In 1997, the European Liberal Youth (LYMEC) took a bold and unprecedented step and created the Individual Members Section (IMS). From that moment onwards, young liberal individuals across Europe would have the opportunity to engage in politics and debate at a European level, without needing to do so through traditional party structures. I discussed the benefits of such a system in my last article on the importance of individual membership to European democracy. This article will outline the development of the IMS, explain why the IMS is going through an internal reform, and what future we can expect from it.
The IMS, by its very existence, is the embodiment of the most central liberal tenets of the rights of the individual to political participation. As such, and since its inception, the IMS has accrued a number of rights alongside the member organisations of LYMEC. These rights include:
- Voting rights for individual members, through the representation of Individual Member Delegates at the LYMEC Congresses;
- The right for individual members to attend policy-making events (such as congresses), and seminars;
- The right of individual members to participate in, and form, Working Groups;
- The right of individual members to write and submit resolutions and amendments to Congress;
- The right of individual members to propose themselves as candidates to any election;
Aside from these rights, developments in the IMS have included the creation of Internal Rules, which regulate the functioning of the IMS, as well as the formation of an IMS Council, which was originally tasked with “assisting the Delegates in coordinating the IMS activities and holding them to account.”
On paper, things seem to have developed well for individual members. However, in the absence of both vision and a considerable level of introspection, papers remain just that, and with time they crumble away without having had any significant effect. This was exactly what happened with the IMS, and this was the state that the Section was in when I joined in October 2014.
The problems with the IMS were threefold. FIrstly, there was a serious lack of engagement with the individual members. New members were not contacted upon joining the Section, and nobody explained to them the different ways they could get involved. Members were engaged a minimum of twice a year for the Pre-Congress Meetings, which is not only insufficient, but it greatly limits the ability of the individual to participate in the IMS and in the liberal movement as a whole.
Secondly, the structure of the IMS was wholly inadequate to the role that it should play in the European liberal movement. The current structure of the IMS lacks any leadership or coordination position: day-to-day administration is in the hands of LYMEC’s Secretary General which, although doing an amazing job, also has to deal with every other aspect of LYMEC, and so the IMS Delegates are left with the task of taking the Section forward. Naturally, this in itself depends fundamentally on the willingness, capabilities and availability of the Delegates, which varies from year to year. This lack of structure naturally limits any form of sustainable growth and development, and therefore represents a hindrance to the Section.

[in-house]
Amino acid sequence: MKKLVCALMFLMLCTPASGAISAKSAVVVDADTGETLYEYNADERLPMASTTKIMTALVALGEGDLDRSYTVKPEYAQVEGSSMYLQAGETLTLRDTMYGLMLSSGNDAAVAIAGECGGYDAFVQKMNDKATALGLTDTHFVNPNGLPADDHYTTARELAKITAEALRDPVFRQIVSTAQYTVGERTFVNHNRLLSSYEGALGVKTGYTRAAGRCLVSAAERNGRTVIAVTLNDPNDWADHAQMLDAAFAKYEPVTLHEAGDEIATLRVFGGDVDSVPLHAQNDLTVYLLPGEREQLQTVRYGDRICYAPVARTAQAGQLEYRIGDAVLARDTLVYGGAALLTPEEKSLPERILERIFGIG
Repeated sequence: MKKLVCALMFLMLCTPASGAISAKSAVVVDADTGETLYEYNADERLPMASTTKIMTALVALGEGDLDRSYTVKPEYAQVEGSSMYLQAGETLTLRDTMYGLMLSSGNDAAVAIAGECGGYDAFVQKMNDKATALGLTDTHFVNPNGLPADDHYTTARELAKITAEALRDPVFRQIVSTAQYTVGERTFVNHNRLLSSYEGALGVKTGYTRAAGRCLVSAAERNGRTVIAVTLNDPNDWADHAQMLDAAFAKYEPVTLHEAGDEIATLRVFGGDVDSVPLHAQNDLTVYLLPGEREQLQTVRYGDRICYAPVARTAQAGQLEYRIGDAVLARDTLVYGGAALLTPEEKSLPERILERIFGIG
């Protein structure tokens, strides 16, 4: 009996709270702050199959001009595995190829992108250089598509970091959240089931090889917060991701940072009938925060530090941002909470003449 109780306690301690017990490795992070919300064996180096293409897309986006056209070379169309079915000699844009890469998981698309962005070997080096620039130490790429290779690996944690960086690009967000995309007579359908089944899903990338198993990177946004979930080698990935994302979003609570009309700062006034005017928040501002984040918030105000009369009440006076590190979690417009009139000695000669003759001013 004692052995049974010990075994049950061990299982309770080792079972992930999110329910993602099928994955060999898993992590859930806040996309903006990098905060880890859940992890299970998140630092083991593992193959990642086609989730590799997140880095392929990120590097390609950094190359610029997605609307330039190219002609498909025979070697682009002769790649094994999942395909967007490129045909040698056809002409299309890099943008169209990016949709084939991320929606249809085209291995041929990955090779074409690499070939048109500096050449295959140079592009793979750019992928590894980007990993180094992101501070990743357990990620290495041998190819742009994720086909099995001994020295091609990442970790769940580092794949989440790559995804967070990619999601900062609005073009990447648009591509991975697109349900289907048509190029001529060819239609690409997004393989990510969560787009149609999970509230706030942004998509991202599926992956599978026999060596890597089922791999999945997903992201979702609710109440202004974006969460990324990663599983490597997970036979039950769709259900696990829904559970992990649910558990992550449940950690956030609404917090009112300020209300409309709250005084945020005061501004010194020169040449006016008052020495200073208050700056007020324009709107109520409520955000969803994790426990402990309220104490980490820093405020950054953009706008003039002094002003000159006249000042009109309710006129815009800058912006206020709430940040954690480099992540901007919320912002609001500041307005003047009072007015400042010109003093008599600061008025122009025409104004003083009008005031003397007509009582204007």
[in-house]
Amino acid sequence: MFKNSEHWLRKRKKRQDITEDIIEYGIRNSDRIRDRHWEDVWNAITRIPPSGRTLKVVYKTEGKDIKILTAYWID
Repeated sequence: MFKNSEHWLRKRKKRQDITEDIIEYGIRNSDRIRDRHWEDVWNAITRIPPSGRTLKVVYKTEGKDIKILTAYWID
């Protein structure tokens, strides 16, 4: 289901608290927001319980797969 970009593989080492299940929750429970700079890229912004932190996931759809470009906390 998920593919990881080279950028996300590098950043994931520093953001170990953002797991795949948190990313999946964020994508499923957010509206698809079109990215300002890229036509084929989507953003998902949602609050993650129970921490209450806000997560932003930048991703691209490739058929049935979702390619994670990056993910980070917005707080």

Lastly, there has been a lack of vision, not on the part of any specific individual(s), past or present, but a collective lack of vision, with regards to the IMS and its role in the wider European liberal movement. Fundamental questions, such as “what role can the IMS play in European liberalism?”, “what added value does the IMS bring to LYMEC?”, “how can the IMS best empower its members?” must be asked and then a clear strategy developed to implement this vision.
It was because of these problems, and because our individual members had clearly voiced a desire for change, that I announced in the Tallinn Congress of 2016 that the IMS would be undergoing an internal structural reform. Since then, I have been working with our individual members, who have provided their input multiple times throughout the year, with the IMS Teams of 2016-17, 2017-18, with the LYMEC Bureau to come up with a reform proposal that would best solve these problems. The resulting Working Paper on the Reform of the Individual Members Section will be voted on in the Pre-Congress Meeting of 4 October, and the final motion will be taken to Congress on 14 October.
The upcoming reform will equip the IMS with a structure that is adequate for the efficient and sustainable running of the Section, one that does not depend on the individual delegates, and one that does not overburden any single individual. The reform will result in a more active and engaging IMS, which will be fully equipped and ready to take its place in the European liberal movement, to complement the work being done by LYMEC member organisations, and to help the spread of liberal values in Europe.
Jorge de Jesus is active in liberal politics both at an EU level and at a Portuguese national level. He is an Individual Member Delegate of LYMEC, and is responsible for Youth Relations and International Partnerships at Iniciativa Liberal.
 Meetings that take place two weeks before each Congress, where individual members get together to discuss and vote upon resolutions and amendments. This vote is then reflected in Congress by the IMS Delegates.